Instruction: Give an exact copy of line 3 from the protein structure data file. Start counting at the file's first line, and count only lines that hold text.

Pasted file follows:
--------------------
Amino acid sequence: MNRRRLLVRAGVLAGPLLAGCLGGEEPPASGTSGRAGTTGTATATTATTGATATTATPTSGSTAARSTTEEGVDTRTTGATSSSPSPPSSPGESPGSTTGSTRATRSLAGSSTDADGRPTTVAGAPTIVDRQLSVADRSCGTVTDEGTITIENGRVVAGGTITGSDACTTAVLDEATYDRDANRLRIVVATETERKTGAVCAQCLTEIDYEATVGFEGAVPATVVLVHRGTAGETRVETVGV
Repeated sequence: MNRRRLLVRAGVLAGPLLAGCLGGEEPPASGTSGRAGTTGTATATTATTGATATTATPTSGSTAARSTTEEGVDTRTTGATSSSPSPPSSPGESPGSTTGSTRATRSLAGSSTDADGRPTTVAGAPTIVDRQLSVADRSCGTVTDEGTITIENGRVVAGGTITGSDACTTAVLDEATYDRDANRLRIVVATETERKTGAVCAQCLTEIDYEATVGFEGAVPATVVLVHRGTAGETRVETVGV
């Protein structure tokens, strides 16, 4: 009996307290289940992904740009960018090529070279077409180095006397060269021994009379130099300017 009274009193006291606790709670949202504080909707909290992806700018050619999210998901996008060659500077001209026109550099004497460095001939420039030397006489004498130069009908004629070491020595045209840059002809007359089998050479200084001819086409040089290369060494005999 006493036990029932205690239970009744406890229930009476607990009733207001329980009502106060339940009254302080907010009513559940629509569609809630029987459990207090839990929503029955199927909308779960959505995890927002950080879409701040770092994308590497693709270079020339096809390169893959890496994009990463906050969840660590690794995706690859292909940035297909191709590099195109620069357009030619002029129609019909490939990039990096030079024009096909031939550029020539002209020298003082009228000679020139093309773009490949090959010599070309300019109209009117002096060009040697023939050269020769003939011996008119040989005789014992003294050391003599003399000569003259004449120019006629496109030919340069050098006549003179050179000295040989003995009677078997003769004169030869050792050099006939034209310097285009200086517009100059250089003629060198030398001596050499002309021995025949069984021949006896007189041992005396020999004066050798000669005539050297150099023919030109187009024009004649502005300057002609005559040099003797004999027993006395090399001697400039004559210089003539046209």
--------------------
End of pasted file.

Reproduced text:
């Protein structure tokens, strides 16, 4: 009996307290289940992904740009960018090529070279077409180095006397060269021994009379130099300017 009274009193006291606790709670949202504080909707909290992806700018050619999210998901996008060659500077001209026109550099004497460095001939420039030397006489004498130069009908004629070491020595045209840059002809007359089998050479200084001819086409040089290369060494005999 006493036990029932205690239970009744406890229930009476607990009733207001329980009502106060339940009254302080907010009513559940629509569609809630029987459990207090839990929503029955199927909308779960959505995890927002950080879409701040770092994308590497693709270079020339096809390169893959890496994009990463906050969840660590690794995706690859292909940035297909191709590099195109620069357009030619002029129609019909490939990039990096030079024009096909031939550029020539002209020298003082009228000679020139093309773009490949090959010599070309300019109209009117002096060009040697023939050269020769003939011996008119040989005789014992003294050391003599003399000569003259004449120019006629496109030919340069050098006549003179050179000295040989003995009677078997003769004169030869050792050099006939034209310097285009200086517009100059250089003629060198030398001596050499002309021995025949069984021949006896007189041992005396020999004066050798000669005539050297150099023919030109187009024009004649502005300057002609005559040099003797004999027993006395090399001697400039004559210089003539046209």